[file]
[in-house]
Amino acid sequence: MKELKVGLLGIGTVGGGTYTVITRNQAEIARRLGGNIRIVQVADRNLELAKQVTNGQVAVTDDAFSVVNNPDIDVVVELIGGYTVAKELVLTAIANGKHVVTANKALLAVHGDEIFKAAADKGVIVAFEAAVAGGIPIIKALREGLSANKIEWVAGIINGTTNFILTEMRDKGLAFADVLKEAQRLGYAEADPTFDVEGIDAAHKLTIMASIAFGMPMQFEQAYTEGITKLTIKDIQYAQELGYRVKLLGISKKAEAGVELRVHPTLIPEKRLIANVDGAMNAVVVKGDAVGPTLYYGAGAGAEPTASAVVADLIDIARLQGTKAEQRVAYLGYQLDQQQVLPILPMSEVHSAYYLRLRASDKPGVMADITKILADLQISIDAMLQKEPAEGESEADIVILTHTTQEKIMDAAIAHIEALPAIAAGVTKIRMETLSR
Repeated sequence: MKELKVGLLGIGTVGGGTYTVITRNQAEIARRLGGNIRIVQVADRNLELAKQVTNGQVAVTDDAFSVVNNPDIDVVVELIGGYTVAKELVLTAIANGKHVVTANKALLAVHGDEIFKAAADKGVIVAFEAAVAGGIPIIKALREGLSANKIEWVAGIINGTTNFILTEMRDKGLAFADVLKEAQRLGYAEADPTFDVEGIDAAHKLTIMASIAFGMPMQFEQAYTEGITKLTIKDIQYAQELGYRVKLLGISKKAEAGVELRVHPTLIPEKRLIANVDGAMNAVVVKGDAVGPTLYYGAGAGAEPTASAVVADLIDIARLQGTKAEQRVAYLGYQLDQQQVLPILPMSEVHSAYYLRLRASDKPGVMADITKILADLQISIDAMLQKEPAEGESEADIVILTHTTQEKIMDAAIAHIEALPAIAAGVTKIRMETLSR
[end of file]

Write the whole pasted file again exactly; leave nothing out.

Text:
[in-house]
Amino acid sequence: MKELKVGLLGIGTVGGGTYTVITRNQAEIARRLGGNIRIVQVADRNLELAKQVTNGQVAVTDDAFSVVNNPDIDVVVELIGGYTVAKELVLTAIANGKHVVTANKALLAVHGDEIFKAAADKGVIVAFEAAVAGGIPIIKALREGLSANKIEWVAGIINGTTNFILTEMRDKGLAFADVLKEAQRLGYAEADPTFDVEGIDAAHKLTIMASIAFGMPMQFEQAYTEGITKLTIKDIQYAQELGYRVKLLGISKKAEAGVELRVHPTLIPEKRLIANVDGAMNAVVVKGDAVGPTLYYGAGAGAEPTASAVVADLIDIARLQGTKAEQRVAYLGYQLDQQQVLPILPMSEVHSAYYLRLRASDKPGVMADITKILADLQISIDAMLQKEPAEGESEADIVILTHTTQEKIMDAAIAHIEALPAIAAGVTKIRMETLSR
Repeated sequence: MKELKVGLLGIGTVGGGTYTVITRNQAEIARRLGGNIRIVQVADRNLELAKQVTNGQVAVTDDAFSVVNNPDIDVVVELIGGYTVAKELVLTAIANGKHVVTANKALLAVHGDEIFKAAADKGVIVAFEAAVAGGIPIIKALREGLSANKIEWVAGIINGTTNFILTEMRDKGLAFADVLKEAQRLGYAEADPTFDVEGIDAAHKLTIMASIAFGMPMQFEQAYTEGITKLTIKDIQYAQELGYRVKLLGISKKAEAGVELRVHPTLIPEKRLIANVDGAMNAVVVKGDAVGPTLYYGAGAGAEPTASAVVADLIDIARLQGTKAEQRVAYLGYQLDQQQVLPILPMSEVHSAYYLRLRASDKPGVMADITKILADLQISIDAMLQKEPAEGESEADIVILTHTTQEKIMDAAIAHIEALPAIAAGVTKIRMETLSR